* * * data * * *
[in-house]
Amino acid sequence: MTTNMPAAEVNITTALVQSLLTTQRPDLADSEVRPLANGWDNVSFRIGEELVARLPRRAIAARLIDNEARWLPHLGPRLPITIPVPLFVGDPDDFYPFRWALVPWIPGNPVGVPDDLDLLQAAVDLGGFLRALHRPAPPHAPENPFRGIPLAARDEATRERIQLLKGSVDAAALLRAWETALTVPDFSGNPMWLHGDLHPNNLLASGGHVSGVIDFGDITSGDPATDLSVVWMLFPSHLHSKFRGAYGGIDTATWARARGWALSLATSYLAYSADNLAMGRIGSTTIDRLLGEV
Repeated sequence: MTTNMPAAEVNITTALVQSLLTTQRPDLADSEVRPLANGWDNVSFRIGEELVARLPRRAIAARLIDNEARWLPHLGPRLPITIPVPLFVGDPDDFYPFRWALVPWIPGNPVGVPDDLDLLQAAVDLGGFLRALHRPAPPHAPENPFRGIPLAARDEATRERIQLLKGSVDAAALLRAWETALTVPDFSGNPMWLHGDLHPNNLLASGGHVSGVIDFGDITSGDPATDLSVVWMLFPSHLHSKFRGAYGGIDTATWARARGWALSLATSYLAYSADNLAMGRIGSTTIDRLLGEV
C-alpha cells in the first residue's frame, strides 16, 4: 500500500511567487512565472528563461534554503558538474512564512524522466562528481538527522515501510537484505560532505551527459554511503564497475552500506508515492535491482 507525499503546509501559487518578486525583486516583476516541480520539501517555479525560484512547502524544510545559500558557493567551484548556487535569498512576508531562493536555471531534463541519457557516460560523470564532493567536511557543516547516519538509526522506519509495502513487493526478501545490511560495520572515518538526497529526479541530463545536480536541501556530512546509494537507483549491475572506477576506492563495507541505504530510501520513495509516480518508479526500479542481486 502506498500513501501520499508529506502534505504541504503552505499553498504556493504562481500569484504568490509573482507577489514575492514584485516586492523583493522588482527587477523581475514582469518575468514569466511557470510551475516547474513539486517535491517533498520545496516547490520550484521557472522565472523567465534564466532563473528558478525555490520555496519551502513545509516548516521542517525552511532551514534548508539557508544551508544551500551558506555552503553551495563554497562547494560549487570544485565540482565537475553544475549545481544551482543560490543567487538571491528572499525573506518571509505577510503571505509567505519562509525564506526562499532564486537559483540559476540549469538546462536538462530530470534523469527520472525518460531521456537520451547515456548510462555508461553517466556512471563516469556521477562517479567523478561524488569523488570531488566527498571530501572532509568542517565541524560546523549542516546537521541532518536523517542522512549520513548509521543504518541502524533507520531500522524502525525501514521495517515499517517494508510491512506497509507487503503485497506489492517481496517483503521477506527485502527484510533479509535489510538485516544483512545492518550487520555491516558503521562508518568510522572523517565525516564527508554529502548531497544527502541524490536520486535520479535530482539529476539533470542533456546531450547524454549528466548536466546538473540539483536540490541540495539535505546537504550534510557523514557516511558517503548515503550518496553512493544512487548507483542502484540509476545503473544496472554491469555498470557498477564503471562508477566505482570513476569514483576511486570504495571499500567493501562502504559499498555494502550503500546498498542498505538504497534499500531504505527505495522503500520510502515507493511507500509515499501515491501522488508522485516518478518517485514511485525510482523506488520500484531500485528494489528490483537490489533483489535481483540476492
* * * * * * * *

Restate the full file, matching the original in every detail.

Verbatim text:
[in-house]
Amino acid sequence: MTTNMPAAEVNITTALVQSLLTTQRPDLADSEVRPLANGWDNVSFRIGEELVARLPRRAIAARLIDNEARWLPHLGPRLPITIPVPLFVGDPDDFYPFRWALVPWIPGNPVGVPDDLDLLQAAVDLGGFLRALHRPAPPHAPENPFRGIPLAARDEATRERIQLLKGSVDAAALLRAWETALTVPDFSGNPMWLHGDLHPNNLLASGGHVSGVIDFGDITSGDPATDLSVVWMLFPSHLHSKFRGAYGGIDTATWARARGWALSLATSYLAYSADNLAMGRIGSTTIDRLLGEV
Repeated sequence: MTTNMPAAEVNITTALVQSLLTTQRPDLADSEVRPLANGWDNVSFRIGEELVARLPRRAIAARLIDNEARWLPHLGPRLPITIPVPLFVGDPDDFYPFRWALVPWIPGNPVGVPDDLDLLQAAVDLGGFLRALHRPAPPHAPENPFRGIPLAARDEATRERIQLLKGSVDAAALLRAWETALTVPDFSGNPMWLHGDLHPNNLLASGGHVSGVIDFGDITSGDPATDLSVVWMLFPSHLHSKFRGAYGGIDTATWARARGWALSLATSYLAYSADNLAMGRIGSTTIDRLLGEV
C-alpha cells in the first residue's frame, strides 16, 4: 500500500511567487512565472528563461534554503558538474512564512524522466562528481538527522515501510537484505560532505551527459554511503564497475552500506508515492535491482 507525499503546509501559487518578486525583486516583476516541480520539501517555479525560484512547502524544510545559500558557493567551484548556487535569498512576508531562493536555471531534463541519457557516460560523470564532493567536511557543516547516519538509526522506519509495502513487493526478501545490511560495520572515518538526497529526479541530463545536480536541501556530512546509494537507483549491475572506477576506492563495507541505504530510501520513495509516480518508479526500479542481486 502506498500513501501520499508529506502534505504541504503552505499553498504556493504562481500569484504568490509573482507577489514575492514584485516586492523583493522588482527587477523581475514582469518575468514569466511557470510551475516547474513539486517535491517533498520545496516547490520550484521557472522565472523567465534564466532563473528558478525555490520555496519551502513545509516548516521542517525552511532551514534548508539557508544551508544551500551558506555552503553551495563554497562547494560549487570544485565540482565537475553544475549545481544551482543560490543567487538571491528572499525573506518571509505577510503571505509567505519562509525564506526562499532564486537559483540559476540549469538546462536538462530530470534523469527520472525518460531521456537520451547515456548510462555508461553517466556512471563516469556521477562517479567523478561524488569523488570531488566527498571530501572532509568542517565541524560546523549542516546537521541532518536523517542522512549520513548509521543504518541502524533507520531500522524502525525501514521495517515499517517494508510491512506497509507487503503485497506489492517481496517483503521477506527485502527484510533479509535489510538485516544483512545492518550487520555491516558503521562508518568510522572523517565525516564527508554529502548531497544527502541524490536520486535520479535530482539529476539533470542533456546531450547524454549528466548536466546538473540539483536540490541540495539535505546537504550534510557523514557516511558517503548515503550518496553512493544512487548507483542502484540509476545503473544496472554491469555498470557498477564503471562508477566505482570513476569514483576511486570504495571499500567493501562502504559499498555494502550503500546498498542498505538504497534499500531504505527505495522503500520510502515507493511507500509515499501515491501522488508522485516518478518517485514511485525510482523506488520500484531500485528494489528490483537490489533483489535481483540476492